Primate betaherpesviruses

Peter A Barry, W. L William Chang

Research output: Chapter in Book/Report/Conference proceedingChapter

20 Citations (Scopus)

Abstract

The last few years have witnessed significant expansion of the simian cytomegalovirus (CMV) model of human CMV (HCMV) infection. Progress in the utilization of the simian CMV models has been highlighted by a better understanding of natural history, development of species-specific reagents and techniques, sequencing of several viral genomes, and generation of a bacterial artificial chromosome (BAC) containing a full-length CMV genome. This work has demonstrated that, not only is there strong conservation of genomic organization and coding content, but also that the simian CMV exhibit significant parallels to HCMV in the course of viral infection in both immunocompetent hosts and those without a fully functional immune system. A wide range of experimental approaches into the molecular biology of HCMV, mechanisms of HCMV persistence and pathogenesis, and the design of novel treatment and prevention strategies are now possible in different non-human primate (NHP) models.Characterization of simian betaherpesviruses has been restricted almost exclusively to CMV. The single report that is consistent with the existence of human herpesvirus (HHV)-6/7-like viruses in non-human primates (NHP) is based on the amplification of a short DNA sequence with nucleic and amino acid homologies to DNA polymerase of HHV-6 and 7 (Lacoste et al., 2000). In contrast, CMV has been isolated from multiple genera and species of old and new world NHP. Each simian species probably harbors its own variant of CMV that has co-evolved with its host during primate evolution.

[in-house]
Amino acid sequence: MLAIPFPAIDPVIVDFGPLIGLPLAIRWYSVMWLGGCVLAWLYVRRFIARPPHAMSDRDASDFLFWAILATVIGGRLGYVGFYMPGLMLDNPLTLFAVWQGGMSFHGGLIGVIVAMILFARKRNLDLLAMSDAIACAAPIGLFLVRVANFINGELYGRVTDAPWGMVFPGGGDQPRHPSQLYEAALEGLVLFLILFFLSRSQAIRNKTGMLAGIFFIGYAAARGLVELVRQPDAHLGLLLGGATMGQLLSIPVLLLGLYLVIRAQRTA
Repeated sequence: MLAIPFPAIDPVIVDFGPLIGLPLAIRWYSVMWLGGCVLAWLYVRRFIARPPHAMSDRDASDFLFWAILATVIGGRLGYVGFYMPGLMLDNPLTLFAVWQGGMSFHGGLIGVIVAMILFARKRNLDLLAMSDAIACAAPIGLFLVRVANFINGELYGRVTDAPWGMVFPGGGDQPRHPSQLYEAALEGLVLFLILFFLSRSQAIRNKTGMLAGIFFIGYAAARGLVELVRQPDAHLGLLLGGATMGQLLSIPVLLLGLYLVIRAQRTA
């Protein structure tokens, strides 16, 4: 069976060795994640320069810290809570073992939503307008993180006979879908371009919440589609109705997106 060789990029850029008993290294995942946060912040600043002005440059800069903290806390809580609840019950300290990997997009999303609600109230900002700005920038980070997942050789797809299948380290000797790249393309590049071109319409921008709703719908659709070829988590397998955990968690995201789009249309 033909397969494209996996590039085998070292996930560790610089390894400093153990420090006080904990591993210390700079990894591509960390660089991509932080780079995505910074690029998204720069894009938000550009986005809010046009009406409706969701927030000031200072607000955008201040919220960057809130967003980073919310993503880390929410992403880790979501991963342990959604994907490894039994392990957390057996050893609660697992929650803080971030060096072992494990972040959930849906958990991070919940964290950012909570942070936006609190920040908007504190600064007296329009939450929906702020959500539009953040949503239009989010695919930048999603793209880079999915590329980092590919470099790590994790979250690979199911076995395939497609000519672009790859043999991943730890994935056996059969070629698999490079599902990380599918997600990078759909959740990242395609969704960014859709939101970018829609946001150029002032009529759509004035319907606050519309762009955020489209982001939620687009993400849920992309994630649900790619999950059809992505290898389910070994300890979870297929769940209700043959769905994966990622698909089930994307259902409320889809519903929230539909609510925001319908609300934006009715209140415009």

Original languageEnglish (US)
Title of host publicationHuman Herpesviruses: Biology, Therapy, and Immunoprophylaxis
PublisherCambridge University Press
Pages1051-1075
Number of pages25
ISBN (Print)9780511545313, 0521827140, 9780521827140
DOIs
StatePublished - Jan 1 2007

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Cytomegalovirus
Primates
Human Herpesvirus 7
Human Herpesvirus 6
Bacterial Artificial Chromosomes
Viral Genome
Cytomegalovirus Infections
Virus Diseases
DNA-Directed DNA Polymerase
Natural History
Nucleic Acids
Molecular Biology
Immune System
Genome
Viruses
Amino Acids

ASJC Scopus subject areas

  • Medicine(all)

Cite this

Barry, P. A., & Chang, W. L. W. (2007). Primate betaherpesviruses. In Human Herpesviruses: Biology, Therapy, and Immunoprophylaxis (pp. 1051-1075). Cambridge University Press. https://doi.org/10.1017/CBO9780511545313.060

Primate betaherpesviruses. / Barry, Peter A; Chang, W. L William.

Human Herpesviruses: Biology, Therapy, and Immunoprophylaxis. Cambridge University Press, 2007. p. 1051-1075.

Research output: Chapter in Book/Report/Conference proceedingChapter

Barry, PA & Chang, WLW 2007, Primate betaherpesviruses. in Human Herpesviruses: Biology, Therapy, and Immunoprophylaxis. Cambridge University Press, pp. 1051-1075. https://doi.org/10.1017/CBO9780511545313.060
Barry PA, Chang WLW. Primate betaherpesviruses. In Human Herpesviruses: Biology, Therapy, and Immunoprophylaxis. Cambridge University Press. 2007. p. 1051-1075 https://doi.org/10.1017/CBO9780511545313.060
Barry, Peter A ; Chang, W. L William. / Primate betaherpesviruses. Human Herpesviruses: Biology, Therapy, and Immunoprophylaxis. Cambridge University Press, 2007. pp. 1051-1075
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